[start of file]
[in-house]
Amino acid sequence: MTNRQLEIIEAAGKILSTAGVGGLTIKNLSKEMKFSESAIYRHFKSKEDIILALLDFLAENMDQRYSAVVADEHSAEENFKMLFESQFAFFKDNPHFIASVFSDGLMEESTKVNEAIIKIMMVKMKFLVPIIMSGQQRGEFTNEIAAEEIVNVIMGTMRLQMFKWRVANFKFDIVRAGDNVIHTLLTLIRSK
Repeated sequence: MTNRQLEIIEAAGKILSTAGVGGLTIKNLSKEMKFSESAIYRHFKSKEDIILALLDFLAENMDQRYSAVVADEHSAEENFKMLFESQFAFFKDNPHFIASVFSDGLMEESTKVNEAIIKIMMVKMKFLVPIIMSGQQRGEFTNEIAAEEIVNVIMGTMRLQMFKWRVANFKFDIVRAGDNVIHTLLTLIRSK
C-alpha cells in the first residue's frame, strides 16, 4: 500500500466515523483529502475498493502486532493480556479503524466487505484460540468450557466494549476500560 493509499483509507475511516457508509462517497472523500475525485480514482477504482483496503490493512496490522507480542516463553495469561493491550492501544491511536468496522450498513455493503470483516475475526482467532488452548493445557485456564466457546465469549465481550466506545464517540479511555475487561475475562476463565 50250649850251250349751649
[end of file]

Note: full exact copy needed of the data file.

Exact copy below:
[in-house]
Amino acid sequence: MTNRQLEIIEAAGKILSTAGVGGLTIKNLSKEMKFSESAIYRHFKSKEDIILALLDFLAENMDQRYSAVVADEHSAEENFKMLFESQFAFFKDNPHFIASVFSDGLMEESTKVNEAIIKIMMVKMKFLVPIIMSGQQRGEFTNEIAAEEIVNVIMGTMRLQMFKWRVANFKFDIVRAGDNVIHTLLTLIRSK
Repeated sequence: MTNRQLEIIEAAGKILSTAGVGGLTIKNLSKEMKFSESAIYRHFKSKEDIILALLDFLAENMDQRYSAVVADEHSAEENFKMLFESQFAFFKDNPHFIASVFSDGLMEESTKVNEAIIKIMMVKMKFLVPIIMSGQQRGEFTNEIAAEEIVNVIMGTMRLQMFKWRVANFKFDIVRAGDNVIHTLLTLIRSK
C-alpha cells in the first residue's frame, strides 16, 4: 500500500466515523483529502475498493502486532493480556479503524466487505484460540468450557466494549476500560 493509499483509507475511516457508509462517497472523500475525485480514482477504482483496503490493512496490522507480542516463553495469561493491550492501544491511536468496522450498513455493503470483516475475526482467532488452548493445557485456564466457546465469549465481550466506545464517540479511555475487561475475562476463565 50250649850251250349751649